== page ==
Medicinal mushroom extracts target breast cancer cells, new research suggests

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medicinal-mushrooms(NaturalHealth365)  While survival rates for breast cancer have appeared to improve over recent years, the disease still takes a deadly toll.  In fact, according to Western medical sources, over 42,000 women lost their battle with breast cancer, as of the latest reports.  Fortunately, there are many researchers looking to discover new, non-toxic methods of addressing cancer such as the value of consuming medicinal mushrooms.

Cherished in traditional Chinese medicine (TCM) for thousands of years as an herbal strategy to promote health and longevity, these intriguing edible fungi are packed with bioactive compounds.  In a 2023 review published in the International Journal of Molecular Science, the authors examined an array of clinical, animal, and cell studies to determine the effects of medicinal mushrooms on breast cancer.  Let’s see how medicinal mushrooms may help to offer a “first line of defense” against a deadly disease.

Multiple scientific reviews confirm the anticancer potential of medicinal mushrooms

The review authors credited medicinal mushrooms with a wide range of effects, including antibacterial, anti-inflammatory, antioxidant, and antiviral abilities.  In addition, they reported that several varieties of mushrooms – including turkey tail, reishi, and shiitake – appear to have immune system-boosting properties, demonstrated by increasing B- and T-cell counts and boosting the activity and number of innate immune cells.  In addition to empowering the body’s natural defenses against cancer, medicinal mushrooms may help to alleviate the toxic effects of chemotherapy and radiation.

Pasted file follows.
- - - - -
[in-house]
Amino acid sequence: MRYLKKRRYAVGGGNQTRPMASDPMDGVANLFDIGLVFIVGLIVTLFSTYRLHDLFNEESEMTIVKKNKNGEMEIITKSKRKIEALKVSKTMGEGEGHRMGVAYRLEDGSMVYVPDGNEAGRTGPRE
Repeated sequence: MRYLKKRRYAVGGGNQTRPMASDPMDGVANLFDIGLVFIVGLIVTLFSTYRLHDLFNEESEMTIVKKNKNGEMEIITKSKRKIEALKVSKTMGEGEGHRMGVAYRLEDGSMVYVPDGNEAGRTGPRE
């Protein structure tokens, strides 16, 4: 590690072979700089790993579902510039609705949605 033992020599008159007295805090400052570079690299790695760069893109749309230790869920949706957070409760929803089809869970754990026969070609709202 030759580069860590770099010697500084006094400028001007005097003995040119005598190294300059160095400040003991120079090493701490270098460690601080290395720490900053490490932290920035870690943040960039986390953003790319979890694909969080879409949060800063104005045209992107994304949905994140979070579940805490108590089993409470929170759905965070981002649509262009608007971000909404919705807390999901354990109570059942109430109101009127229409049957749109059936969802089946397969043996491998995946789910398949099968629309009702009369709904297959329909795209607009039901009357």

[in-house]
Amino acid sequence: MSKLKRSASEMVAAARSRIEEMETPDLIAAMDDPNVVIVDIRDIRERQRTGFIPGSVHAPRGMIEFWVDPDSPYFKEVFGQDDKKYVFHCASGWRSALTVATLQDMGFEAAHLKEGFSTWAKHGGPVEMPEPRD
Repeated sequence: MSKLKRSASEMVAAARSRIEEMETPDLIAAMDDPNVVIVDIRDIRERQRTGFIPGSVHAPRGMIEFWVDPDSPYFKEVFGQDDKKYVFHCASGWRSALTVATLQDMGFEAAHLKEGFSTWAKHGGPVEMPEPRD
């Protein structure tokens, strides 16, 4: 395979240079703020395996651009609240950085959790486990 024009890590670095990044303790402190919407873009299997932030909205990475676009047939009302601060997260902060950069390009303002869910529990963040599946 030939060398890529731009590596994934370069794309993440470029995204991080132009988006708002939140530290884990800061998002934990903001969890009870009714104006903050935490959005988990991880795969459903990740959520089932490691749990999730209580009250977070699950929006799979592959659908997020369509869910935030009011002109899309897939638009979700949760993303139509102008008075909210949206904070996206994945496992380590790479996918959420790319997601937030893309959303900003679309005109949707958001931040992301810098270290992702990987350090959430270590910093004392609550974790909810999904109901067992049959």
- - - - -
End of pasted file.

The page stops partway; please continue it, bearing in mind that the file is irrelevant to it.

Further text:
The new review is not the only research highlighting medicinal mushrooms’ anticancer effects.  In a review published in Nutrients the same year, the authors noted that medicinal mushrooms’ content of polysaccharides and triterpenoids allows them to combat cancer cells in multiple ways – including inhibiting cell proliferation and invasiveness, helping to reverse multidrug resistance and regulating immune function.  The authors concluded that medicinal mushrooms have “substantial potential in the prevention and treatment of cancer.”

The U.S. lags behind?  Medicinal mushrooms are already accepted as a form of cancer therapy in Japan and China

Botanically known as Coriolus versicolor, turkey tail mushroom features tan and gray stripes at the fungi’s edges – hence, its colorful name.  Used as a “magic herb” in traditional Chinese medicine to support well-being and longevity, turkey tail has for decades been approved in both China and Japan for use in cancer therapy as well.

According to researchers, polysaccharides and glycoproteins in these therapeutic mushrooms can activate natural killer cells and boost the immune system.  Turkey tail mushrooms are believed to enhance the infiltration of T-cells into tumors, inhibit the invasiveness and migration of breast cancer cells, and help reduce the chronic inflammation that can trigger cancer.